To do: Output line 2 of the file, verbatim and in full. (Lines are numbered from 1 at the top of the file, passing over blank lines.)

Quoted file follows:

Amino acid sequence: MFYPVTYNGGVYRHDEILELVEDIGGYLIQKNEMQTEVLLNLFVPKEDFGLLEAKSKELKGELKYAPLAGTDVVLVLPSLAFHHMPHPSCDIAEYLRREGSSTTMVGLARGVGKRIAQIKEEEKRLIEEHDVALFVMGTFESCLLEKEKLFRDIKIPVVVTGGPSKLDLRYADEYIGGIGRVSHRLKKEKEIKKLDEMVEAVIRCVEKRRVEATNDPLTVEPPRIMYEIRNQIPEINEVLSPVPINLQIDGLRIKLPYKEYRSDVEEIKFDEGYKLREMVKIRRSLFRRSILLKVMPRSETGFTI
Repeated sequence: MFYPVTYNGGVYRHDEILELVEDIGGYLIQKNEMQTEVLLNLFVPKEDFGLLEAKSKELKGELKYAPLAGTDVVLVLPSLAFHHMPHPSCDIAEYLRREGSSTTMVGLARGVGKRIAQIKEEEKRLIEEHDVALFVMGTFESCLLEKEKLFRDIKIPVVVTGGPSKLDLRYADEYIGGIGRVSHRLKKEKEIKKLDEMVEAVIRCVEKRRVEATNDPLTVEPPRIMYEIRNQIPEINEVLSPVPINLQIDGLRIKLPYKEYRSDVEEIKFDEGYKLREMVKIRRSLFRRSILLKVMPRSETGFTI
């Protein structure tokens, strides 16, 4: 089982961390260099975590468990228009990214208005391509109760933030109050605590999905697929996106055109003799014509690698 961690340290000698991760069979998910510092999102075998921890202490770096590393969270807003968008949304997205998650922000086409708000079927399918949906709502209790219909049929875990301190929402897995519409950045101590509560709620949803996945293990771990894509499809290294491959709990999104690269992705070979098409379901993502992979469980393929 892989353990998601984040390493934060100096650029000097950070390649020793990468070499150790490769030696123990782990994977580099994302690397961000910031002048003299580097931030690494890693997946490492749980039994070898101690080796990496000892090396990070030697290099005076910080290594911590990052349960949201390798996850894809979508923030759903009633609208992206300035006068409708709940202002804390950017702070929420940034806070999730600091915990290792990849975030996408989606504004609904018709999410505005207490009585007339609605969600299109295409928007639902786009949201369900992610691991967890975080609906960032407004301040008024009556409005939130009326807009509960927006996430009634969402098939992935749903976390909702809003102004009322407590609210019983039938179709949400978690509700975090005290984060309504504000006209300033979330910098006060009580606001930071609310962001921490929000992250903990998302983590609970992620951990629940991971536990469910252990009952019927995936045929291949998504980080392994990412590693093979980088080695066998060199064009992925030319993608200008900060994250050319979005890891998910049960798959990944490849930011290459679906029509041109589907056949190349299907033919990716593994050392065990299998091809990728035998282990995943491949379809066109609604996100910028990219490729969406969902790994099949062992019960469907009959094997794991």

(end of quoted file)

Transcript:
Repeated sequence: MFYPVTYNGGVYRHDEILELVEDIGGYLIQKNEMQTEVLLNLFVPKEDFGLLEAKSKELKGELKYAPLAGTDVVLVLPSLAFHHMPHPSCDIAEYLRREGSSTTMVGLARGVGKRIAQIKEEEKRLIEEHDVALFVMGTFESCLLEKEKLFRDIKIPVVVTGGPSKLDLRYADEYIGGIGRVSHRLKKEKEIKKLDEMVEAVIRCVEKRRVEATNDPLTVEPPRIMYEIRNQIPEINEVLSPVPINLQIDGLRIKLPYKEYRSDVEEIKFDEGYKLREMVKIRRSLFRRSILLKVMPRSETGFTI